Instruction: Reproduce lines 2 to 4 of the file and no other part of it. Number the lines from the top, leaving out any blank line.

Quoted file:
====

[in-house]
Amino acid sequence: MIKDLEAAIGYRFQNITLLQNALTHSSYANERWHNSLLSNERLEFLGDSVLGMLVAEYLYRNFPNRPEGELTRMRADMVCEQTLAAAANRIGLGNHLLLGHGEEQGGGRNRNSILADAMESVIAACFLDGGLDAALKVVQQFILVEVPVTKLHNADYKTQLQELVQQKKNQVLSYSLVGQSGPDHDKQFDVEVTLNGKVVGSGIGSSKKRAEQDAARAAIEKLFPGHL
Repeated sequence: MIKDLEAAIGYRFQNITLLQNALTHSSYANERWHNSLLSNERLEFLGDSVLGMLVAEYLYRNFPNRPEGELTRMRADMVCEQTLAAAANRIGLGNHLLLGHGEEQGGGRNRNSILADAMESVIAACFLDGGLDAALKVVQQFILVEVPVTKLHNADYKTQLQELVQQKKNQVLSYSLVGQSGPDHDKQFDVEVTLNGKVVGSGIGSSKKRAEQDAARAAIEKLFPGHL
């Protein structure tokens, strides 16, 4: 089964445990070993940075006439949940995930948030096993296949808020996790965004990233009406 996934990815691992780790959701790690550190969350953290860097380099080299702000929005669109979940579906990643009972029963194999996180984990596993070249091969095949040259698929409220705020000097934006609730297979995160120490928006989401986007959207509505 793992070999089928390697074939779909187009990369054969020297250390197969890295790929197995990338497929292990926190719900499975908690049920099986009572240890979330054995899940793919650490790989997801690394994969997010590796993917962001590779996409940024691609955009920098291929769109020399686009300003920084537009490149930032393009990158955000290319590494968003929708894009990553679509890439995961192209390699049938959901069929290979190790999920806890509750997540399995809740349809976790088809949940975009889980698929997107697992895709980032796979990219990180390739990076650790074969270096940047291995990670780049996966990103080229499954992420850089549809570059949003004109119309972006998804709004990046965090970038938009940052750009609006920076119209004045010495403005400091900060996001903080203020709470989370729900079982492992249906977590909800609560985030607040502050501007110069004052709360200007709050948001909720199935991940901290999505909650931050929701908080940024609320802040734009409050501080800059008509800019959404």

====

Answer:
Amino acid sequence: MIKDLEAAIGYRFQNITLLQNALTHSSYANERWHNSLLSNERLEFLGDSVLGMLVAEYLYRNFPNRPEGELTRMRADMVCEQTLAAAANRIGLGNHLLLGHGEEQGGGRNRNSILADAMESVIAACFLDGGLDAALKVVQQFILVEVPVTKLHNADYKTQLQELVQQKKNQVLSYSLVGQSGPDHDKQFDVEVTLNGKVVGSGIGSSKKRAEQDAARAAIEKLFPGHL
Repeated sequence: MIKDLEAAIGYRFQNITLLQNALTHSSYANERWHNSLLSNERLEFLGDSVLGMLVAEYLYRNFPNRPEGELTRMRADMVCEQTLAAAANRIGLGNHLLLGHGEEQGGGRNRNSILADAMESVIAACFLDGGLDAALKVVQQFILVEVPVTKLHNADYKTQLQELVQQKKNQVLSYSLVGQSGPDHDKQFDVEVTLNGKVVGSGIGSSKKRAEQDAARAAIEKLFPGHL
């Protein structure tokens, strides 16, 4: 089964445990070993940075006439949940995930948030096993296949808020996790965004990233009406 996934990815691992780790959701790690550190969350953290860097380099080299702000929005669109979940579906990643009972029963194999996180984990596993070249091969095949040259698929409220705020000097934006609730297979995160120490928006989401986007959207509505 793992070999089928390697074939779909187009990369054969020297250390197969890295790929197995990338497929292990926190719900499975908690049920099986009572240890979330054995899940793919650490790989997801690394994969997010590796993917962001590779996409940024691609955009920098291929769109020399686009300003920084537009490149930032393009990158955000290319590494968003929708894009990553679509890439995961192209390699049938959901069929290979190790999920806890509750997540399995809740349809976790088809949940975009889980698929997107697992895709980032796979990219990180390739990076650790074969270096940047291995990670780049996966990103080229499954992420850089549809570059949003004109119309972006998804709004990046965090970038938009940052750009609006920076119209004045010495403005400091900060996001903080203020709470989370729900079982492992249906977590909800609560985030607040502050501007110069004052709360200007709050948001909720199935991940901290999505909650931050929701908080940024609320802040734009409050501080800059008509800019959404």